We are all our own worst critic, naturally. My parents and inner circle are my biggest champions and constantly serve as a note to self that I WILL succeed; I WILL prevail, so long as I get out of my own stinking head. The strong support system recalibrates me and reminds me why I’m pursing this.

Finances of course are a concern and usually top of mind. When I was working full-time, I never would have considered waiting tables, bartending, or nannying again. I have accepted the fact that if I want to make this dream a reality, then I will need to be okay with tapping into the gig economy or making money through untraditional means. I used to have sufficient discretionary income to travel, “treat yourself,” go to concerts, and so forth, and now unfortunately I’m scrutinizing over every single penny which can be stressful. Good thing concerts and these sorts of temptations are off the table for a while! 

Studio Skye Silver – what should we know? What do you do best? What sets you apart from the competition?
My business which I have coined Studio Skye Silver—is the personal creative vision of myself that I am sharing with the world. I specialize in nature inspired figurative landscapes and contemporary portraiture, primarily through oil paintings. I also paint in acrylics and love to work in chalk pastels.

My paintings are characterized by confident brush strokes and vibrant color. My “naturescapes” portray my infatuation with the colors and textures of our natural world—exerting heavy influence from the ocean/surf culture and forest flora— while my portraiture conveys the unique essence of my subjects. My intimate and visceral experiences with the outdoors inform my art, which in turn manipulate the way I see our precious, delicate world.

When I’m not working on my own body of work, I take commissions, customs orders of my work, and mural requests. I recently just completed my first, large-scale mural for Mighty CrossFit of Point Loma this June. I also began producing art prints of some of my original works that I sell directly and consign through local gift shops, boutiques, and plant shops. All currently available pieces can be purchased directly from my website as well. 

I never want to be pigeon-holed to one style of painting, so I think my breadth of capabilities as a painter serves as a strong suit for me. Sometimes I want to paint a still life, or a figurative tree, or a thought-provoking portrait. I’m still learning and experimenting so I could very well dial in on one trademark down the line.

Graphic design and proposal development are also digital services I am offering under the Studio Skye Silver umbrella—via Fiverr, Upwork, as well as my website. Somehow graphic design and visual communication found me, and I started performing more of these competencies as I advanced throughout my career. I am self-taught, in addition to the principles and technical skills mentors and colleagues have instilled along the way.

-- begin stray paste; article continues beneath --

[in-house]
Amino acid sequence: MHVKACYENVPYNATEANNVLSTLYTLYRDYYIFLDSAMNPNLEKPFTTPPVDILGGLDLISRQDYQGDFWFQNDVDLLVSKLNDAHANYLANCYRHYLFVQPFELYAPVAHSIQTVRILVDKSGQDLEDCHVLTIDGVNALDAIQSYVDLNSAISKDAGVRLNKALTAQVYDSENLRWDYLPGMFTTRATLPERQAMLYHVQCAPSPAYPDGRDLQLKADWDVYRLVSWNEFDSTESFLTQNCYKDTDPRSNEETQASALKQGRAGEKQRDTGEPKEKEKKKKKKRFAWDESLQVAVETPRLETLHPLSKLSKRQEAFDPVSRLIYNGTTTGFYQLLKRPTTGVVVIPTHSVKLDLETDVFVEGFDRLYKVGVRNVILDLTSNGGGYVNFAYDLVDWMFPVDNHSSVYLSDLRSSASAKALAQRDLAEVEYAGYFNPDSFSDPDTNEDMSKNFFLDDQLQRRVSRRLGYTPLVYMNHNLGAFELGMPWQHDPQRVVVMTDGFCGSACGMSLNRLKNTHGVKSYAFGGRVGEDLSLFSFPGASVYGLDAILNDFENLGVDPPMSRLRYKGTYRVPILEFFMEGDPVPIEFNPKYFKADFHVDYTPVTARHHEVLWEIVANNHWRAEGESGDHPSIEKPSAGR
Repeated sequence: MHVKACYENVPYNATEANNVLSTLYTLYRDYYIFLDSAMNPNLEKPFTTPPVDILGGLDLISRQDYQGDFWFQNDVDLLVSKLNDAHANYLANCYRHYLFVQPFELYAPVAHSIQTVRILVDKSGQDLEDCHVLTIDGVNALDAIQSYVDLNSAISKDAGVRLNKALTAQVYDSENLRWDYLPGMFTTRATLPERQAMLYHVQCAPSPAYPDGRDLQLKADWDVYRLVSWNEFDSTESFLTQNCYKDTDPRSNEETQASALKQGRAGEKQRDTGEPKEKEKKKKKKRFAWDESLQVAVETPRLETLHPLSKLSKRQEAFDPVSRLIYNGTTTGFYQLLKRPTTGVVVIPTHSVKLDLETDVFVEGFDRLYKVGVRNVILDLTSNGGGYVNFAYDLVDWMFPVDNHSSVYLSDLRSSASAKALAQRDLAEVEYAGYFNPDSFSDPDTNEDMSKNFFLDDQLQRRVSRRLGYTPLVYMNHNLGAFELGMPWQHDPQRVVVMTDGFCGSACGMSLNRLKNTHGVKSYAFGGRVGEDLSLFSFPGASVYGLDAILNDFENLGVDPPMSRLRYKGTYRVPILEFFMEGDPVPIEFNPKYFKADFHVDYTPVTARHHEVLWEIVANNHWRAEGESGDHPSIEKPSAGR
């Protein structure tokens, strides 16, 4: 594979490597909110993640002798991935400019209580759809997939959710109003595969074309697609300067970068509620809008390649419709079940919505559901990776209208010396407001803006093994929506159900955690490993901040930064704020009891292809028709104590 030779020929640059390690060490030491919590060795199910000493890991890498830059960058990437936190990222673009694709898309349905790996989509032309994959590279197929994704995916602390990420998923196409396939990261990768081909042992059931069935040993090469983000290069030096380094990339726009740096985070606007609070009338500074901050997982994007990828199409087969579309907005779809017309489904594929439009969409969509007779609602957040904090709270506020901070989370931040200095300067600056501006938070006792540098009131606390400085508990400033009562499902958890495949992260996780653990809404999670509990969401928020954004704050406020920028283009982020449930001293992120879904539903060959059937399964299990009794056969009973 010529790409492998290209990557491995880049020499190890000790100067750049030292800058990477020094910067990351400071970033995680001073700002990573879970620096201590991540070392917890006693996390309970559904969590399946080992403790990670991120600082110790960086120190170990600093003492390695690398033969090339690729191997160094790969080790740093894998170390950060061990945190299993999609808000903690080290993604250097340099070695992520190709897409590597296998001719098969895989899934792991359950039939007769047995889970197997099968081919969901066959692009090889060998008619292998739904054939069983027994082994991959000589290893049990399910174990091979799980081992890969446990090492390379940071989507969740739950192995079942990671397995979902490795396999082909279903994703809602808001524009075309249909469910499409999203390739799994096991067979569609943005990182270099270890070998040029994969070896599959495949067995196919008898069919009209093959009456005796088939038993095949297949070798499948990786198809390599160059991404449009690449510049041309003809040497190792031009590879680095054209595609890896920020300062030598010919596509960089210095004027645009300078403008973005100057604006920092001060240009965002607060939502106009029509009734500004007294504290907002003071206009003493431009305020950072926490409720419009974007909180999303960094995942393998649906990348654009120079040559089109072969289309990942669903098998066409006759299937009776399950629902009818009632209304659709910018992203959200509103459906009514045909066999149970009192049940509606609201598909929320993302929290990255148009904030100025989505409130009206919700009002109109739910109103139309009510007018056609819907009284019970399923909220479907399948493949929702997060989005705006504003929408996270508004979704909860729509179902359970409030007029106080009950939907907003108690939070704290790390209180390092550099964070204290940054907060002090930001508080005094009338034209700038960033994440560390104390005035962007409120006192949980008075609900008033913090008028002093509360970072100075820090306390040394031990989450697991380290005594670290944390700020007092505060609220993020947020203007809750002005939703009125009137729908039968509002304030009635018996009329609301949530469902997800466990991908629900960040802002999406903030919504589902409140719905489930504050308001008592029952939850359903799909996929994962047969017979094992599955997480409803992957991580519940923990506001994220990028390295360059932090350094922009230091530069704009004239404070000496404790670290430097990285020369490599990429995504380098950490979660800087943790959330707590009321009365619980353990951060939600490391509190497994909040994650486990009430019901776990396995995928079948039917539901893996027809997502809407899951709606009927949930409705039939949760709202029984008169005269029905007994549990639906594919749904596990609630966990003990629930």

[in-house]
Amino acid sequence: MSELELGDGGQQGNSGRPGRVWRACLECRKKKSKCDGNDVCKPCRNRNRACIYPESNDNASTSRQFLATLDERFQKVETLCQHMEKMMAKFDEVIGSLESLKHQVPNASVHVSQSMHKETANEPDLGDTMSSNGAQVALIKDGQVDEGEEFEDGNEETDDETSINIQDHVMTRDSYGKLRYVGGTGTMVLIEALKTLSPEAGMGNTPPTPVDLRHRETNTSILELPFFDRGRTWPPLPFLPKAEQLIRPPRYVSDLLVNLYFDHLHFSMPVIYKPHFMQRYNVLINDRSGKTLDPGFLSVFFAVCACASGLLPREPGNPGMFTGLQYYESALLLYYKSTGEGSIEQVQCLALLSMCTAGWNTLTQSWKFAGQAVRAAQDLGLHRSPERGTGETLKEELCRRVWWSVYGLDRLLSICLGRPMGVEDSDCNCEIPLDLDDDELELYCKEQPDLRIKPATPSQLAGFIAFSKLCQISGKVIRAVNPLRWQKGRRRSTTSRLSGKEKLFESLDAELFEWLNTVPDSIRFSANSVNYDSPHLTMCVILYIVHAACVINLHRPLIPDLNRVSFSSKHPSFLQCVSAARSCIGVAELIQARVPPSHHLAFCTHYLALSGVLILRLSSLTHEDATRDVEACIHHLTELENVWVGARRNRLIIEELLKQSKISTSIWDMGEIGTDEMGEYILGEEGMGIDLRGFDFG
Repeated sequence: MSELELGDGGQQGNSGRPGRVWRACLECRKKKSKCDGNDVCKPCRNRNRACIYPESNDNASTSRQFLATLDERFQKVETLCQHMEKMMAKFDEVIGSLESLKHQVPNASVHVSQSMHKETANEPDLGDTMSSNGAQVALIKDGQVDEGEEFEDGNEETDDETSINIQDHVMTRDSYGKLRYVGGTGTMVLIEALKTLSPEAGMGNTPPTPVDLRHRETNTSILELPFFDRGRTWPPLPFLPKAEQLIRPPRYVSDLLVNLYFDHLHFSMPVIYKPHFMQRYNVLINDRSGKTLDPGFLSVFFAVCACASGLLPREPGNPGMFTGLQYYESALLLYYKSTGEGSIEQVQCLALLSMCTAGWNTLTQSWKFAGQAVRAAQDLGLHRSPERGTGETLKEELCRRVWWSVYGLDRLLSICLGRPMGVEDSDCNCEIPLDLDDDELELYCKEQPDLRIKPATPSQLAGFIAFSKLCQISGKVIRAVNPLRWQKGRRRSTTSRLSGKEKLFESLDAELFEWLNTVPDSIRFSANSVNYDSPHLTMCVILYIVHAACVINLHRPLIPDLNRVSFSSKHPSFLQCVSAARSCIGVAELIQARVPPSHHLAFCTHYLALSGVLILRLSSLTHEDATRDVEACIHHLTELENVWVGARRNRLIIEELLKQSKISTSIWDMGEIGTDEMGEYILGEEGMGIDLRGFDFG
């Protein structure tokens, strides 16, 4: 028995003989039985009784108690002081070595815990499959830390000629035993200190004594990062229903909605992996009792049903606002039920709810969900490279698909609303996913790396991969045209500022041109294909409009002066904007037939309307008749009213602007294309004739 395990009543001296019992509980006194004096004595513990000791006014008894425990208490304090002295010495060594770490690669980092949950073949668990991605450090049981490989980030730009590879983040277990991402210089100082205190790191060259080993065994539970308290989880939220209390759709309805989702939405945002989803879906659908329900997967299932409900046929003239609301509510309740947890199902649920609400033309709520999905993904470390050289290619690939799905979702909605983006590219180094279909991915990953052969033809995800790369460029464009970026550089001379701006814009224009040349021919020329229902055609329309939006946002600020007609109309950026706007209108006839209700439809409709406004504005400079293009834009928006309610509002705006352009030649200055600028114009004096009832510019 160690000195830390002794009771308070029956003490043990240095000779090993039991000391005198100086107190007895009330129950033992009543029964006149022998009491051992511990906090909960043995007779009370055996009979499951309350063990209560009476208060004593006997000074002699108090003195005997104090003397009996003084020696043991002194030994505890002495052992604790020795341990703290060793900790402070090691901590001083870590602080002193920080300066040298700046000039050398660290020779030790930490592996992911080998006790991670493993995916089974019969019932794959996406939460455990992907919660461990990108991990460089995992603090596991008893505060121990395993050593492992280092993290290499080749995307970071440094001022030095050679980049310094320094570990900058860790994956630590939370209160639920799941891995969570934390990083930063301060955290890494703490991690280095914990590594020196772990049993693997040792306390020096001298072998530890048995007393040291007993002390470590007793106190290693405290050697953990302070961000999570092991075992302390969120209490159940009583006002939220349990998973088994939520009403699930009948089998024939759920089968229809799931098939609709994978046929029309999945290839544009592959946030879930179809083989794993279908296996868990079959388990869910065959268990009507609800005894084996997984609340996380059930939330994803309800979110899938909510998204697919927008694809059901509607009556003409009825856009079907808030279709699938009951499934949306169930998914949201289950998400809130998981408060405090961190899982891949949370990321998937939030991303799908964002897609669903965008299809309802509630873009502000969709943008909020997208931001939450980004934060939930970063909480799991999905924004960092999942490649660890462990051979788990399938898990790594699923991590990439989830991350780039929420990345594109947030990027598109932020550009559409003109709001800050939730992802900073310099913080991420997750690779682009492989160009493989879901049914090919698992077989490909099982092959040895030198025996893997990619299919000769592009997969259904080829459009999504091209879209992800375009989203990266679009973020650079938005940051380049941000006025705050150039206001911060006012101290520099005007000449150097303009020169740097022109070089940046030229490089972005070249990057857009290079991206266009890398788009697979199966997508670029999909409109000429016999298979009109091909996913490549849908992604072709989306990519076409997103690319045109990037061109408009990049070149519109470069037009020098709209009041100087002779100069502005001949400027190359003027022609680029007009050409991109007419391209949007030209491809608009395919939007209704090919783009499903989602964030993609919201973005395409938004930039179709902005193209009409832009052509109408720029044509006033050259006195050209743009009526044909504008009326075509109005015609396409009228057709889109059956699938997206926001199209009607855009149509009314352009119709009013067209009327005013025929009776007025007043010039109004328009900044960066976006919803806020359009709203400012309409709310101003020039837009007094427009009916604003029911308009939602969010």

I offer vectorizing any of my paintings into scalable, digital illustrations for brand and business marketing purposes. My expertise in studio art has lent itself to a strong eye for color, composition, and typography in a digital and graphic design context.

I am most proud of the will within myself—to acknowledge and lean into my passions—and the gut feeling—that success lay only a short distance away. It is an individual, internally driven endeavor, produced directly from the heart. Studio Skye Silver is a reflection of how I view the world. I feel grateful for having a passion that I can harness and leverage towards a fulfilling, exciting, new path that others can appreciate and feel joy.

My greatest pleasure is to see those who gaze upon my art react with awe and mesmerism. By reading this you are part of my journey and accountability as I continue to build this business and make a name for myself.

How do you think the industry will change over the next decade?
I am not expert, but I only see this industry getting more competitive, with a shift towards direct selling (i.e. attaining and connecting with consumers via Instagram) and away from dealer and gallery representation.

There are so many artistic folks out there that settled or succumbed to 9-5 jobs because bottom line they have families to feed and college tuitions to fund. I am certain the coronavirus pandemic has triggered a wave of furloughed or laid off employees finding themselves re-examining self-employed alternatives, notably profiting off of their craft, freed from the shackles of a corporate employer and empowered to serve as their own boss —– a true gift for those disciplined and driven enough. The barriers to entry are low, however the competitive landscape is fierce. Especially now with most people’s discretionary income dried up.

Contact Info:

Image Credit:
Sarah Voss